To Italy!

With Liebermann in Venice, Florence and Rome

In 2024 the Liebermann-Villa am Wannsee presents the first exhibition dedicated to Max Liebermann’s fascinating relationship with Italy. The exhibition focusses on the artist’s “Italian” works, his participation in exhibitions in Italy and his reception in the country.

Highlights

Max Liebermann, Monte Oliveto Florenz (Dächer in Florenz), 1902, Pastell auf Papier, Privatbesitz © Max-Liebermann-Gesellschaft Berlin
Max Liebermann, Selbstbildnis an der Staffelei nach rechts, 1908, Gallerie degli Uffizi, Florenz © Gabinetto Fotografico delle Gallerie degli Uffizi
Max Liebermann, Pferderennen in den Cascinen, Studie, 1909, Privatbesitz, Foto: Privatbesitz
Max Liebermann, Ritratto di Umberto Veruda, 1899, Civico Museo Revoltella - Galleria d’Arte Moderna, Trieste © Archivio fotografico del Museo Revoltella - Galleria d'Arte Moderna, Trieste
Photographische Kunstanstalt v. Freyberg, Berlin-Friedenau, Max Liebermann vor der Loggia seiner Villa, 1914, Max-Liebermann-Gesellschaft Berlin © Max-Liebermann-Gesellschaft Berlin
Max Liebermann, Gasse in Venedig, 1878, Hamburger Kunsthalle © Hamburger Kunsthalle / bpk, Foto: Christoph Irrgang
Max Liebermann, Monte Oliveto Florenz (Dächer in Florenz), 1902, Pastell auf Papier, Privatbesitz © Max-Liebermann-Gesellschaft Berlin
Max Liebermann, Selbstbildnis an der Staffelei nach rechts, 1908, Gallerie degli Uffizi, Florenz © Gabinetto Fotografico delle Gallerie degli Uffizi
Max Liebermann, Pferderennen in den Cascinen, Studie, 1909, Privatbesitz, Foto: Privatbesitz
Max Liebermann, Ritratto di Umberto Veruda, 1899, Civico Museo Revoltella - Galleria d’Arte Moderna, Trieste © Archivio fotografico del Museo Revoltella - Galleria d'Arte Moderna, Trieste
Photographische Kunstanstalt v. Freyberg, Berlin-Friedenau, Max Liebermann vor der Loggia seiner Villa, 1914, Max-Liebermann-Gesellschaft Berlin © Max-Liebermann-Gesellschaft Berlin
Max Liebermann, Gasse in Venedig, 1878, Hamburger Kunsthalle © Hamburger Kunsthalle / bpk, Foto: Christoph Irrgang

About the exhibition

With the publication of Goethe’s Italian Journey (1786-88), Italy was established as a vital destination for artists from across German-speaking Europe. Max Liebermann (1847-1935) also explored the country, although his relationship with Italy was initially distant and sometimes ambivalent. He much preferred Holland, as he wrote to his fellow artist, the Dutch painter Jozef Israëls: “Perhaps Italy is more picturesque […] than Holland; but […] Italy is too picturesque.” (Max Liebermann: Gesammelte Schriften, Berlin 1922, p. 99).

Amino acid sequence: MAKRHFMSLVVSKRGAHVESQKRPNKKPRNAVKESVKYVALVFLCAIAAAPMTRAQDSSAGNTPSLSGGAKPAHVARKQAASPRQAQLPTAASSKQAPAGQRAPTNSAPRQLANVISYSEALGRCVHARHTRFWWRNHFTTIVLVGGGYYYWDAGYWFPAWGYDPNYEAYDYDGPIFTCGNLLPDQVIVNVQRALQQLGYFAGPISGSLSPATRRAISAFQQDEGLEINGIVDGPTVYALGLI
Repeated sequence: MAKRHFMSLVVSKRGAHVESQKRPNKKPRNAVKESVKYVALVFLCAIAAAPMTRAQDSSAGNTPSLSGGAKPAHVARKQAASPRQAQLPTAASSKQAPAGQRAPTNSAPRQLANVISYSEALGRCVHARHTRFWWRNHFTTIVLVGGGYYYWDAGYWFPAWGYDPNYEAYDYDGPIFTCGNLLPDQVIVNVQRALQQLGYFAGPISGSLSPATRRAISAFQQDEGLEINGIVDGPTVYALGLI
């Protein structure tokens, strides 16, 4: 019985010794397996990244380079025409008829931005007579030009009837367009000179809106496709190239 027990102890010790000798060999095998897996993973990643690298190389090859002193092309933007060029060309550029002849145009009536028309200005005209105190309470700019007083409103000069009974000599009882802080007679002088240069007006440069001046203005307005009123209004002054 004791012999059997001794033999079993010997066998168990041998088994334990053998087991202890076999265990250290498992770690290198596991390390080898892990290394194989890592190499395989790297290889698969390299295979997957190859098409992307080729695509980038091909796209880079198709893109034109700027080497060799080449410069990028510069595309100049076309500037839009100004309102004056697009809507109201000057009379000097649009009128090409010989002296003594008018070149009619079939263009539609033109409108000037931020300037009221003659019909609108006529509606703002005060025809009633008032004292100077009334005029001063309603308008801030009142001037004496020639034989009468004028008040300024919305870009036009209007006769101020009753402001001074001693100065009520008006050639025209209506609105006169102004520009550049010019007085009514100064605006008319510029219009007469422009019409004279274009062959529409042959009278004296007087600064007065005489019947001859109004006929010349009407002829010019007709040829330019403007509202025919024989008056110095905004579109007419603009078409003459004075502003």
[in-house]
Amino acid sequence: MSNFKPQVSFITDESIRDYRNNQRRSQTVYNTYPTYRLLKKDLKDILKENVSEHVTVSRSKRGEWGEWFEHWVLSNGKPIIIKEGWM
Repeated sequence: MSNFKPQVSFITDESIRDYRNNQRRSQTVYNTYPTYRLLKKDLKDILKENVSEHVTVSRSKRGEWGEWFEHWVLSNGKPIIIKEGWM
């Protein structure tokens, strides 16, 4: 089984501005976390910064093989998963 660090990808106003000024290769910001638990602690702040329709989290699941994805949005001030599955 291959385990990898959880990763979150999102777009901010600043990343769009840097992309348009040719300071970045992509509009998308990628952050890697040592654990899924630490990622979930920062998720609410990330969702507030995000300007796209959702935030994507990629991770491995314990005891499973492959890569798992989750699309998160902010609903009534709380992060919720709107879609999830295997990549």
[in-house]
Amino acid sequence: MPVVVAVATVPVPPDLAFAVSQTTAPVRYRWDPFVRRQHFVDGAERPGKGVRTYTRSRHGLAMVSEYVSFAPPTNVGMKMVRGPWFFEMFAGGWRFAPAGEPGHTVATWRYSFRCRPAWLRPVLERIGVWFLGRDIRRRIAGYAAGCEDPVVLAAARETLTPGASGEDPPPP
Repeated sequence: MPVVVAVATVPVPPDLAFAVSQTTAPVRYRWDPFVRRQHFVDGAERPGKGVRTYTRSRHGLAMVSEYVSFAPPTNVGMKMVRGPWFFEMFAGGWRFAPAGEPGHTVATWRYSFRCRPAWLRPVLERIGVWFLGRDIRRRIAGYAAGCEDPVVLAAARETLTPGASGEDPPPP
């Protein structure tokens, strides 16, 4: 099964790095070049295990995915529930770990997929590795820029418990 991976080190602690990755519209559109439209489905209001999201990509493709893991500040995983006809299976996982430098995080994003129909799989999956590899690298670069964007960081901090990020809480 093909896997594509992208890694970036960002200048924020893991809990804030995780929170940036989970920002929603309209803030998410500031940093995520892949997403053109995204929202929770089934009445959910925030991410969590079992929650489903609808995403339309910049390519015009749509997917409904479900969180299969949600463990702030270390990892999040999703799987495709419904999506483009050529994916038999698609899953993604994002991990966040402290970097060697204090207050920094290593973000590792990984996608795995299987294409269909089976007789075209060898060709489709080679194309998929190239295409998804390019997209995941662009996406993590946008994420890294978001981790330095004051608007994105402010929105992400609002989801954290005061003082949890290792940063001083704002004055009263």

Yet despite such assertions, Liebermann travelled to Northern Italy, Tuscany and Lazio at least six times between 1878 and 1913. While there, he came into contact with representatives of the Italian art scene, regularly participated in exhibitions and found inspiration for his own works. In 1908 he was commissioned by the director of the Uffizi Gallery to paint a self-portrait for the museum’s collection – the work remains to this day in Florence. His participation in the first International Art Exhibition in Venice in 1895 marked the beginning of his regular participation in Italian art exhibitions.

This exhibition explores Liebermann’s relationship with Italy for the first time. It is organized in cooperation with the Museum Casa die Goethe in Rome and stands under the patronage of His Excellency Dr Hans-Dieter Lucas, Ambassador of the Federal Republic of Germany to the Italian Republic, and of His Excellency Armando Varricchio, Italian Ambassador to the Federal Republic of Germany. We are grateful for the collaboration with the Museo Nazionale Romano, which honours a further connection between Liebermann and Rome: his mural in the loggia of the Villa am Wannsee was inspired by the ancient garden painting in the Villa di Livia near Prima Porta, which is now kept in the Roman National Museum. The exhibition is supported by the LOTTO-Stiftung Berlin and by the Kythera Kultur-Stiftung Düsseldorf.

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